Accountancy firm Price Waterhouse has formed a strategic alliance with Washington-based niche tax practice Miller & Chevalier to become what Millers describes as the “closest thing to a multi-disciplinary practice you can currently have in the States”.
Although law firms and accountants have worked together in the area of tax, this link-up is seen as highly unusual because it is not for a specific project or for a limited period of time. In the US the climate is steadfastly against accountants encroaching on the legal market.
The move is described in a statement as “providing seamless US tax controversy services from the pre-examination planning stage through audit and the appeals stage and, if necessary, litigation”.
Philip Neal, chair of Millers, which is incorporated for tax purposes, said the arrangement allowed Price Waterhouse to have a closer involvement with tax appeals and litigation without breaking practice rules or losing any work from other law firms.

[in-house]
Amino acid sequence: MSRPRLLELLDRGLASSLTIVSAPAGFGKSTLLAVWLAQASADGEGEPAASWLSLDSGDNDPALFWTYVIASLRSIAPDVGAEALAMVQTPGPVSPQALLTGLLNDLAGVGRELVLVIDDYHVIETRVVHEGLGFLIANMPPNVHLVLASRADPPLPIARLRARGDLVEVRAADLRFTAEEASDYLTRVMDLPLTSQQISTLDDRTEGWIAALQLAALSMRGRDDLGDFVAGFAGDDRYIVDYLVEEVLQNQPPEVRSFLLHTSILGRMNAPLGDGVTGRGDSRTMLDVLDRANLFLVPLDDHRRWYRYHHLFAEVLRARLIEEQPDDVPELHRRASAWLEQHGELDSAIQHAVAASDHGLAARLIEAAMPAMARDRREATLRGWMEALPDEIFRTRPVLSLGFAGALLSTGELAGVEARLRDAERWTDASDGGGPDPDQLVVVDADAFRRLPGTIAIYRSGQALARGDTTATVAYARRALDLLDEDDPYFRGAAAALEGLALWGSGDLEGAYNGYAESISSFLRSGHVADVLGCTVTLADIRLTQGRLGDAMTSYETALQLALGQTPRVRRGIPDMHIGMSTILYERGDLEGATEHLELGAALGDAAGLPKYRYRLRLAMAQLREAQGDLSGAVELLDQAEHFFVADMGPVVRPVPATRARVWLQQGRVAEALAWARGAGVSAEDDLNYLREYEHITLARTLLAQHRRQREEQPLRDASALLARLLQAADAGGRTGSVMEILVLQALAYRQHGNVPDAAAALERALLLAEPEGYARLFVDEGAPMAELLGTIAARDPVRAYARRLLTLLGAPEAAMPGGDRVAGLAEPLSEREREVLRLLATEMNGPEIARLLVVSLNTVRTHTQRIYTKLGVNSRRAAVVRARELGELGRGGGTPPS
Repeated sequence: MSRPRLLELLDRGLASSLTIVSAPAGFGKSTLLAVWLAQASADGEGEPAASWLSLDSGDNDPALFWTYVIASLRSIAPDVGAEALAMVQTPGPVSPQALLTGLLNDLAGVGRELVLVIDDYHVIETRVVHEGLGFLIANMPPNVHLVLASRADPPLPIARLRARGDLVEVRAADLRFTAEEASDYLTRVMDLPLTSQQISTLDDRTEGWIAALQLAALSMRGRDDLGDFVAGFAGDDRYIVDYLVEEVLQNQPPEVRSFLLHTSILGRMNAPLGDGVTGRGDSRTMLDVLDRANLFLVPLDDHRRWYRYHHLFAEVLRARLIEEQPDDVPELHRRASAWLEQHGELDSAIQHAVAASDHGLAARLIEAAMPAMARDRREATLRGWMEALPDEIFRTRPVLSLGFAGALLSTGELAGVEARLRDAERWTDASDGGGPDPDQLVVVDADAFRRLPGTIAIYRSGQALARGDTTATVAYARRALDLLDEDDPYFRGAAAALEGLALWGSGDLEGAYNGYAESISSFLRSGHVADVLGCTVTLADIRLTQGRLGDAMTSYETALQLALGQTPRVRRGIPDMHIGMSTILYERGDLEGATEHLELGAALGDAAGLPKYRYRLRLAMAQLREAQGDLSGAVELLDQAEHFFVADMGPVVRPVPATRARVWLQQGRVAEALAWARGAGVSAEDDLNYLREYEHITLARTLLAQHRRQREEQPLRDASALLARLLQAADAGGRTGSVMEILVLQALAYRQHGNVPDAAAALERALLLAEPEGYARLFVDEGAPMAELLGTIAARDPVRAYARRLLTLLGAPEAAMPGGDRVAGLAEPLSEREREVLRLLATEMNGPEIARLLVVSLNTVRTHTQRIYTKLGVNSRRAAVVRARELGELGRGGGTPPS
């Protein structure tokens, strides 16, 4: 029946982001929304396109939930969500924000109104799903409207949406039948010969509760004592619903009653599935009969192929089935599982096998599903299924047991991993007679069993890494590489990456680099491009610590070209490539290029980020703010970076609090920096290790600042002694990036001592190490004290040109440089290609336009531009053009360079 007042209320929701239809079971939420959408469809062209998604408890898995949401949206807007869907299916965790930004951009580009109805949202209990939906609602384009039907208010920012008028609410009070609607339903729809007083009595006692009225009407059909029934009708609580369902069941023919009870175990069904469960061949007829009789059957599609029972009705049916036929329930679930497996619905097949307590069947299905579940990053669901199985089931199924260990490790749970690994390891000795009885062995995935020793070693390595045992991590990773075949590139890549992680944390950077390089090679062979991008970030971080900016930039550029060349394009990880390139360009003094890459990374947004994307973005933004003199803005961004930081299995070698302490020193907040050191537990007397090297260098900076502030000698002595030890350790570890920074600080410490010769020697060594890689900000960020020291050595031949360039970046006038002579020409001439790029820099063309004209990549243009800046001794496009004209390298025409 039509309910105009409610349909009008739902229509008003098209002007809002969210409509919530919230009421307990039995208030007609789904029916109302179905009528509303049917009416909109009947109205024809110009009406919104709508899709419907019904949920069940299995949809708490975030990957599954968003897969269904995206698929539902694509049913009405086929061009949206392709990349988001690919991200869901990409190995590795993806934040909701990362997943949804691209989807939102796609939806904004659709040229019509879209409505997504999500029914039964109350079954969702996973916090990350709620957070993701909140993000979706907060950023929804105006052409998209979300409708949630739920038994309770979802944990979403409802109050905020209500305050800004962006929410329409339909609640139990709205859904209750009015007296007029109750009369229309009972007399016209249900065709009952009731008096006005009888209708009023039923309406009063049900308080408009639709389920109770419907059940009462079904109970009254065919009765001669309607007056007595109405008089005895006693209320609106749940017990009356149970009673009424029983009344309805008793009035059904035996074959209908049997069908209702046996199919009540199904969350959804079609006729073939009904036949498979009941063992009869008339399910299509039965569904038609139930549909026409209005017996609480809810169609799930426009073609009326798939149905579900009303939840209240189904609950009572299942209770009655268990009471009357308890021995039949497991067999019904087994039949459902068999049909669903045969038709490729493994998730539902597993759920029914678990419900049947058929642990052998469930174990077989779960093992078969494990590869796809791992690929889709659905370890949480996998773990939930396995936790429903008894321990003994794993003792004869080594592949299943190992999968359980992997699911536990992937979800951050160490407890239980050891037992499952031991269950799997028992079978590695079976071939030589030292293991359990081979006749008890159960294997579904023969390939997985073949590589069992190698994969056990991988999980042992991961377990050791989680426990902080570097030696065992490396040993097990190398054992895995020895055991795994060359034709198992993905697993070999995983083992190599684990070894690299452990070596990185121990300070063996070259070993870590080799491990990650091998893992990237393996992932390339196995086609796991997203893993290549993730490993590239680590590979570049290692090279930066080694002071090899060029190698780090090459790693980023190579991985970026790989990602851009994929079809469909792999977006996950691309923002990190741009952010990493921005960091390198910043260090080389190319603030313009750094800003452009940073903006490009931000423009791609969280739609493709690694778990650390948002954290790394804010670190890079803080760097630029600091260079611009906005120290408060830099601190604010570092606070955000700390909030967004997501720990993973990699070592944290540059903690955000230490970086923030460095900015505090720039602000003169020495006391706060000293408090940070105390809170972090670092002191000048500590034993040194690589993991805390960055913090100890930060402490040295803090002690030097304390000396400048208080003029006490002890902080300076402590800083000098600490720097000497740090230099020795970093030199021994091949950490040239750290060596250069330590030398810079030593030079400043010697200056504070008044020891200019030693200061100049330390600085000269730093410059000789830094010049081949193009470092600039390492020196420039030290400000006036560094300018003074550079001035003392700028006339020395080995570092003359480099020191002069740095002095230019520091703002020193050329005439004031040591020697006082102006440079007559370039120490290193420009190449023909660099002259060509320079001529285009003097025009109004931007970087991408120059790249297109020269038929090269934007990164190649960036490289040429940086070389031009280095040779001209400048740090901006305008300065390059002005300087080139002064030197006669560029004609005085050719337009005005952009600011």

Neal added that Millers benefited from the fact that it was located in the District of Columbia, which has “the most modern code of conduct of all the states”, but made it clear that the firms were not in a joint venture and their relationship was “clearly non-exclusive”.
The two firms have signed a “memorandum of understanding”, a document setting out the management structure and goals of the alliance and have formed a joint steering committee which meets weekly.
Neal said the practice, which acted successfully in the two largest tax cases heard in the US tax courts, was after the same type of clients as Price Waterhouse: “We both serve the very largest of international companies.”
Bernard Shapiro, managing partner of tax policy and strategy at Price Waterhouse in Washington, said the alliance “gives the firms the resources to resolve disputes in the most effective forum, whether it is the Internal Revenue Service, Treasury Department, Department of Justice, Congress or the courts”.